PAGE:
Growing evidence in the media and research suggests that decision making by algorithms can potentially discriminate people. This may happen even if the computing process is fair and well-intentioned. This is because most data mining methods are based upon assumptions that the historical data is correct, and represents the population well, which is often not true in reality. Moreover, usually predictive models are optimized for performing well in the majority of the cases, not taking into account who is affected the worst by the remaining inaccuracies.
Non-discriminatory machine learning (T-61.6010) at Aalto University and University of Helsinki.
Fairness-aware machine learning and data mining studies in which circumstances algorithms may become discriminatory, and how to make predictive models free from discrimination, when data, on which they are built, may be biased, incomplete, or even contain past discriminatory decisions.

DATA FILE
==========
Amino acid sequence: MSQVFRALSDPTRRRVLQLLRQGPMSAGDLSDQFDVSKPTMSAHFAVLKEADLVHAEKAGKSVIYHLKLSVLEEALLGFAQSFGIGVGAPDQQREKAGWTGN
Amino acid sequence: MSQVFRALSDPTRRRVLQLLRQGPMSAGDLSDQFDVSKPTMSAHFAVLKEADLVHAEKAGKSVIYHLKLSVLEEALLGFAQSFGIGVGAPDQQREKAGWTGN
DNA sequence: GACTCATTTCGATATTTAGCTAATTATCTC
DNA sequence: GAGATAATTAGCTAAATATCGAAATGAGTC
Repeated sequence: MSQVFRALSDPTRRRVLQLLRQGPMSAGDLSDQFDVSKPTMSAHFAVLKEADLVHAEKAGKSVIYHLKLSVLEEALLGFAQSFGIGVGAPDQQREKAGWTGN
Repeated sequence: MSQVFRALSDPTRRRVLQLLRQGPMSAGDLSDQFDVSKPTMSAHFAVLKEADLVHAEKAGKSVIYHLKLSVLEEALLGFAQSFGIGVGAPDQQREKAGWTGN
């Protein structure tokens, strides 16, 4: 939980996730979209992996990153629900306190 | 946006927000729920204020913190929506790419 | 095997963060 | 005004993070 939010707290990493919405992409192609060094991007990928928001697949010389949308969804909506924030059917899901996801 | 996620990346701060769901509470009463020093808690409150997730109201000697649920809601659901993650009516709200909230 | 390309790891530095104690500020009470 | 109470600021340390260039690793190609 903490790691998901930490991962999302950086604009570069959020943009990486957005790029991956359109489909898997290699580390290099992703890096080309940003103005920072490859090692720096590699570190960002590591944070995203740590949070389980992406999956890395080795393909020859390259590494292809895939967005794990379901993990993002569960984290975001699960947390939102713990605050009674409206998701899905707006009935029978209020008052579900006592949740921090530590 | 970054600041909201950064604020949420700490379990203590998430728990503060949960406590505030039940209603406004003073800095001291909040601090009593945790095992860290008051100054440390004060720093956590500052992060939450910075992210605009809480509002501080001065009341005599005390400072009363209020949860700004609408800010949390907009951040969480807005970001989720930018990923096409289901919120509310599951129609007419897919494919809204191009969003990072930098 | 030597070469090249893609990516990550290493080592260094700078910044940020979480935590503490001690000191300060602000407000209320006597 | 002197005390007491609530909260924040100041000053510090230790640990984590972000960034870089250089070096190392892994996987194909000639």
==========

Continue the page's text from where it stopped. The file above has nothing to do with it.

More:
Žliobaitė, I. and Custers, B. (2016).Using sensitive personal data may be necessary for avoiding discrimination in data-driven decision models.
Artificial Intelligence and Law 24(2), p. 183-201. PDF
Žliobaitė, I. (2015).
Calders, T. and Žliobaitė, I. (2013).
Kamiran, F., Žliobaitė, I. and Calders, T. (2013).
Quantifying explainable discrimination and removing illegal discrimination in automated decision making. Knowledge and Information Systems 35(3), p. 613-644. DOI PDF
Kamiran, F. and Žliobaitė, I. (2013).
Explainable and Non-explainable Discrimination in Classification. Discrimination and Privacy in the Information Society, series: Studies in Applied Philosophy, Epistemology and Rational Ethics, Vol. 3., p. 155-170. DOI PDF
Žliobaitė, I., Kamiran, F., Calders, T. (2011).
Handling Conditional Discrimination. Proc. of the 11th IEEE Int. Conf. on Data Mining (ICDM'11), p. 992 - 1001. DOI PDF code
We organized a workshop on Discrimination and Privacy-Aware Data Mining at IEEE ICDM 2012 in Brussels.